One of the oldest debates in psychology concerns the relationship between creativity and mental illness. Although the popular stereotype of the mad creative genius is based more on Hollywood movies than scientific research, there is indeed some evidence for the counterproductive or undesirable features associated with creativity, regardless of the fact that creative talent is rewarded in every society, and rightly so.
Given that even experts are still trying to figure out how best to define creativity and mental illness — for instance, diagnostic categories for major psychiatric disorders have changed substantially over the past 50 years, and no algorithm can accurately predict the future value of artistic products, such as books, paintings and songs — it is easy to understand the confusion surrounding this topic. Furthermore, despite the wealth of studies carried out to identify the key personality characteristics associated with higher levels of creative potential, academic findings are always overshadowed by popular beliefs — data tell, but stories sell.
Creativity involves disrupting the status quo and doing things in unusual ways. If you are happy with the existing order of things, you will have no incentive to change. And if you see things like everyone else does, you will probably not be creative.
In an attempt to provide a simple answer to the title of this blog post, let us define creativity as the ability to generate ideas that are both novel and useful — a common psychological definition, which can be applied to any discipline, profession, artistic and scientific domains. As for the dark side, it refers to socially undesirable or problematic aspects of personality, that is, behaviors that disrupt our relationships, career, or health. For example, some people are naturally more volatile, argumentative, or manipulative than others. Although these traits can be adaptive — in the short run, they can help us intimidate and outperform our competitors — they also carry the seeds of derailment — in the long run, they make us less likeable and rewarding to deal with, as well as hurting others. Importantly, everybody has a dark side and the same personality attribute may be desirable in some instances (and to some people) but not others. It is also noteworthy that dark-side tendencies are not set in stone. We all have the potential to inhibit these toxic behaviors, though it requires a great deal of self-awareness and dedication — bad habits are hard to break, especially when you are unaware of them.
Scientific studies tend to rely on probabilities; they identify statistical patterns or co-variations, which they then try to replicate and explain. Elaborate explanations turn into theories, which can then be validated via accurate predictions, and refuted if predictions fail. Because human behavior is complex — just think about all the possible factors that could play a role in determining what you will be doing this time next week — predictions are far from perfect. However, the statistical patterns identified in typical psychological studies are at least as robust as those reported in medical or economic studies. For example, valid creativity tests predict creative achievements as well as Viagra consumption predicts enhanced sexual performance: approximately 20 percent better than chance.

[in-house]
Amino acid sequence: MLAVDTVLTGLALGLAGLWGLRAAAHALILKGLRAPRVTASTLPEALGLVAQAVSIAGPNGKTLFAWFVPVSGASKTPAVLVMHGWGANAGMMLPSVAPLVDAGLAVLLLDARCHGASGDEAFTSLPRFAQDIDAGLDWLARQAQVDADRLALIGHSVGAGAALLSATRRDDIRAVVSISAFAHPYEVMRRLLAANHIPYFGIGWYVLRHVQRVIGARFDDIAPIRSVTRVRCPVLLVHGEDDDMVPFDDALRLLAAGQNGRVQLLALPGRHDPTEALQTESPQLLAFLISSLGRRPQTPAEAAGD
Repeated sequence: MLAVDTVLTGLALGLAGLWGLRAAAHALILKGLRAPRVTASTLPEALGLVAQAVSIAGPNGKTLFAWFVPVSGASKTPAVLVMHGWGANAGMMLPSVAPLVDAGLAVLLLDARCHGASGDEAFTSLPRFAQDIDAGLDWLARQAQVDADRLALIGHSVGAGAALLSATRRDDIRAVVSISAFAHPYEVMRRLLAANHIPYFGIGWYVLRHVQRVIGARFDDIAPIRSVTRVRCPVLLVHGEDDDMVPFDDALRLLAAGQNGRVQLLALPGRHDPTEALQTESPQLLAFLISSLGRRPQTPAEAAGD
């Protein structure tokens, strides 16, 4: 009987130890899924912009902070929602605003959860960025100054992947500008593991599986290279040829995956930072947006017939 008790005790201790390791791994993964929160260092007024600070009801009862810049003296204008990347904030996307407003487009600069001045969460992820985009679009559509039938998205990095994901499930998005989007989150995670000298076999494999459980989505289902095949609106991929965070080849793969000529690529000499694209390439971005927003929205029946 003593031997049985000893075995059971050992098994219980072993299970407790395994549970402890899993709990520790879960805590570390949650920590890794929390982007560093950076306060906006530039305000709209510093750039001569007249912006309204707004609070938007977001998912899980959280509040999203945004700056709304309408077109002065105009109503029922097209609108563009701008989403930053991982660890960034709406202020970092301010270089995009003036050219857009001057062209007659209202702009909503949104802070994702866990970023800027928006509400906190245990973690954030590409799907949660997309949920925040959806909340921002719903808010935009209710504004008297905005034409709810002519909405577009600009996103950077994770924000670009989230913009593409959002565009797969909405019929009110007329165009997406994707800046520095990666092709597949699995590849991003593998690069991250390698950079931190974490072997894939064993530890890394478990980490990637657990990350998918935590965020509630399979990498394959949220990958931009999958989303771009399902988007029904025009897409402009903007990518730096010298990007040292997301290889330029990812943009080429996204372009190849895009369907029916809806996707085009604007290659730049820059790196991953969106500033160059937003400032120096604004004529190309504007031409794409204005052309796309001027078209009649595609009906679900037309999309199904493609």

Researchers have applied the same logic (and methodology) to assess the overlap between creative potential and problematic personality characteristics. Hundreds of independent studies have now been conducted, using large samples that are representative of the overall population of normal or healthy (non-clinical) adults. This approach provides a much more direct and generalizable insight into the relationship between creativity and dark-side traits than the in-depth study of a few unrepresentative geniuses (e.g., Van Gogh, Hemingway, and Virginia Woolf). For a detailed and masterful discussion of the topic, read this.
So, what do the data suggest? Do certain dark-side characteristic increase with creative potential? The short answer is yes, though only marginally so. To be more specific, the ability to produce innovative ideas is found in greater proportion in people who are somewhat moody, eccentric, and antisocial (or, if you prefer euphemism, rebellious). If you think about it, this makes perfect sense: Creativity involves disrupting the status quo and doing things in unusual ways. If you are happy with the existing order of things, you will have no incentive to change. And if you see things like everyone else does, you will probably not be creative. Recent research has also shown that creativity increases a person’s likelihood to cheat — the more creative you are, the more able you are to fool not just others, but also yourself. As Nietzsche famously noted, you have to be quite smart and ingenious to be able to lie all the time; it requires imagination as well as great memory, so you avoid contradictions.
There is arguably no simpler demonstration for the dark side of creativity than humor. Regardless of whether it’s manifested in the form of elaborate or spontaneous jokes, humor reflects our attempt to express inappropriate thoughts or feelings, a sort of creative unleashing of our dark side. In line, Freud saw humor as a defense mechanism, a coping strategy whereby unacceptable impulses are deliberately transformed — or sublimated — into socially-acceptable ideas or behaviors. Unsurprisingly, we refer to people as “funny” when they are entertaining or weird — and it is probably impossible to be entertaining to some without being weird to others.
For a fabulous collection of crowd-sourced digital human weirdness (and creativity) check out this site. You may even have something to contribute to it, unless you are too ashamed of your dark side or, even worse, have none.
For more by Tomas Chamorro-Premuzic, Ph.D., click here.
For more on the mind, click here.